International Cesarean Awareness Network » Education. Support. Advocacy. Thu, 11 Feb 2016 18:56:47 +0000 en-US hourly 1 » 32 32 Jesse Franks Named ICAN February Volunteer of the Month! Tue, 09 Feb 2016 11:17:01 +0000 Continue reading →]]> ICAN is pleased to honor Jesse Franks as our Volunteer of the Month Feb 2016!

ICAN is pleased to honor Jesse Franks as our Volunteer of the Month Feb 2016! 

The International Cesarean Awareness Network is powered by the selfless efforts of our numerous volunteers. We cannot thank our dedicated volunteers enough for their cooperation and service in assisting ICAN with accomplishing its mission.

In an effort to acknowledge some of our amazing volunteers who work tirelessly behind the scenes to offer support, education, and advocacy for the mothers in their area, the International Cesarean Awareness Network is pleased to announce Jesse Franks as the February 2016 Volunteer of the Month.

Jesse Franks, this month’s honoree, is a dedicated volunteer out of ICAN of Phoenix in Arizona. She’s done great things for her area and for all of ICAN!

Get to know our February 2016 Volunteer of the Month:

How long have you been an ICAN member?

I have been a member and volunteer since late 2010 for both my local chapter and ICAN national. I’ve filled several roles: Assistant Chapter Director, Regional Coordinator, Facebook Admin (I started sharing followers questions and tripled our “likes”), New Chapter Ambassador, and ICAN of Phoenix Co-Leader.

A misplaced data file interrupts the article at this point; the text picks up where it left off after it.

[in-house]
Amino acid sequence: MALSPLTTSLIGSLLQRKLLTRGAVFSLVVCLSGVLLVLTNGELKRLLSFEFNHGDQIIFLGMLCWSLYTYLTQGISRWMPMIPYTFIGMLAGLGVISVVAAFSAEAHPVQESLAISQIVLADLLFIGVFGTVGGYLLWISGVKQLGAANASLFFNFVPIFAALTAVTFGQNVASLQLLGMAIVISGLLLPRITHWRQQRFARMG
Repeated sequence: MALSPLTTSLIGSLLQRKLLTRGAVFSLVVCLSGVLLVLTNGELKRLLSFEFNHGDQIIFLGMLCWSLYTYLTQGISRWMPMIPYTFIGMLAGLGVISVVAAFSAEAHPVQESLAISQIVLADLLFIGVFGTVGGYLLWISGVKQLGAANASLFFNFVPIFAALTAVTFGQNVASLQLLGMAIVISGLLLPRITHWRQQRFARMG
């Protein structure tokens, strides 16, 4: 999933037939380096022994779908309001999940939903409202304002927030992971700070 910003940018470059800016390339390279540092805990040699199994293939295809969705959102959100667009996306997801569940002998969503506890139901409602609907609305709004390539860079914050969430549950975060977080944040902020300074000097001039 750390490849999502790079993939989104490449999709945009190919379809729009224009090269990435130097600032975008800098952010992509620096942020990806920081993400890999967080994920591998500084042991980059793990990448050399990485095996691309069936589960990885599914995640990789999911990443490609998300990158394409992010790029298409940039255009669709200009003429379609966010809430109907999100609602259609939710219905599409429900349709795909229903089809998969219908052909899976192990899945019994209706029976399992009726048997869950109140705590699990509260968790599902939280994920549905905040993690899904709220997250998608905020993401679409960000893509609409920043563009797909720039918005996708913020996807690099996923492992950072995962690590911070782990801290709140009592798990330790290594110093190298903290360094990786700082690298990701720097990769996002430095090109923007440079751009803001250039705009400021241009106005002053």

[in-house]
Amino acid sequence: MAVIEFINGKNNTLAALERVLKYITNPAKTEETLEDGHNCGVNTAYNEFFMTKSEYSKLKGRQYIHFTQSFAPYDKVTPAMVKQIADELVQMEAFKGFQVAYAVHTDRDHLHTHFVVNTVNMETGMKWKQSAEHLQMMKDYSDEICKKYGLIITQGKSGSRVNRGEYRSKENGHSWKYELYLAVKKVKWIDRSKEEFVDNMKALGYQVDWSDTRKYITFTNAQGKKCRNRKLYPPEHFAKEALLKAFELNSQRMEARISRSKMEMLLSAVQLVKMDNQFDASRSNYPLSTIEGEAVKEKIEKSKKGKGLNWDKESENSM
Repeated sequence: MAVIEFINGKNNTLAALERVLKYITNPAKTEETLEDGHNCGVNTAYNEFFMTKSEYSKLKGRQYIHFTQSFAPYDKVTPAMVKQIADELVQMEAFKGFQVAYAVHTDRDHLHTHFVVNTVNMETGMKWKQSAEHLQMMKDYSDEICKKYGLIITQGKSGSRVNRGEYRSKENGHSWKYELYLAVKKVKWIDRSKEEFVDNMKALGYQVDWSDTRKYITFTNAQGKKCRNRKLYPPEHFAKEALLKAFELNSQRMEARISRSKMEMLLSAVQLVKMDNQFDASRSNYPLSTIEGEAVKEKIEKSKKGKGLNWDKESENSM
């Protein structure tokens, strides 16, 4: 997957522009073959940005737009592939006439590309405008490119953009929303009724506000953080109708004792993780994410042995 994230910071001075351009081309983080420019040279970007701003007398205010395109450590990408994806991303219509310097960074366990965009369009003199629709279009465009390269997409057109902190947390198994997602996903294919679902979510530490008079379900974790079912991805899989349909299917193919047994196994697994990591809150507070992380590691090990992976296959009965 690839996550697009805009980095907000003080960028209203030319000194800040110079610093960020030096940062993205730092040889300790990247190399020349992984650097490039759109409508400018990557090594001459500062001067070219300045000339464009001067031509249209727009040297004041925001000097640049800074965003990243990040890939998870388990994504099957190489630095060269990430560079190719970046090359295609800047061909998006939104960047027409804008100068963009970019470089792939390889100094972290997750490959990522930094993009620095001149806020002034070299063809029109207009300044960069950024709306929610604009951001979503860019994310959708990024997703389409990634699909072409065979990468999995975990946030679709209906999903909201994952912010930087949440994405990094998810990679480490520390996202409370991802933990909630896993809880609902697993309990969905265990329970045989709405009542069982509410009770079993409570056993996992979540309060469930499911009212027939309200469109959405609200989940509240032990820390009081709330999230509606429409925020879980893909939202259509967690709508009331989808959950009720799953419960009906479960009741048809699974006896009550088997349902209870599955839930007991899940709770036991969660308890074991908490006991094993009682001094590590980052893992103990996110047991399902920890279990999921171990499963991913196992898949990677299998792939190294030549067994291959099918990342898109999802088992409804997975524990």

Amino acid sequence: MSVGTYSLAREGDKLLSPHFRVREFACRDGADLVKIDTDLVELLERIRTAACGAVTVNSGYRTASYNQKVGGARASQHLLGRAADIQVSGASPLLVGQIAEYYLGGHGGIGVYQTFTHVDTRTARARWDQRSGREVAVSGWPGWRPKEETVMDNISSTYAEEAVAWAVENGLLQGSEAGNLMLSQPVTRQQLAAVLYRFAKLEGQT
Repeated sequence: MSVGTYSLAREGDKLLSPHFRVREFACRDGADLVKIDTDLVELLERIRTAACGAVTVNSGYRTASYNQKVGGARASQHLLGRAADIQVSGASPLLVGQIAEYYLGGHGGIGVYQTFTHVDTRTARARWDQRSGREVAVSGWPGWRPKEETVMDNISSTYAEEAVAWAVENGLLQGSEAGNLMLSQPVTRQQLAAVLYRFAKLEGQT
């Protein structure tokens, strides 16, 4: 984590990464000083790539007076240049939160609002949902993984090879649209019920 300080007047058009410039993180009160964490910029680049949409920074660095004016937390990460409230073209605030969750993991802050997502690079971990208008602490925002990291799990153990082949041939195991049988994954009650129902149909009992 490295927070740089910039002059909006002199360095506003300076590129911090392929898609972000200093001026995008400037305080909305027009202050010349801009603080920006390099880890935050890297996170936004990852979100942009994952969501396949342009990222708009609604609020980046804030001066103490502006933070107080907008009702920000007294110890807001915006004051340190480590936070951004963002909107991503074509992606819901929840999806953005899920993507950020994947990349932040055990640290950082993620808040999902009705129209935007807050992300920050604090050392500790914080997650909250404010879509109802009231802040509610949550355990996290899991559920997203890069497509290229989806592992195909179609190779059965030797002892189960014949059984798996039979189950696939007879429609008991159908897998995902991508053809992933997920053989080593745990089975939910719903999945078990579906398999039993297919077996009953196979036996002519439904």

How did you first find ICAN?

Actually, my husband found ICAN for me. I was dealing with postpartum depression and I was really feeling lost. He was looking for something, anything to help. I went to every meeting available. I cried a lot, learned a lot, and started to come out of the darkness.

What motivates you as a volunteer?

I want women to have options and informed consent. REAL informed consent. Too many women are only given one sided statistics and it’s unbelievable to me that in this day and age we are being so mistreated during childbirth. Pregnancy and birth should be as calm and gentle as possible, not full of scare tactics and misinformation.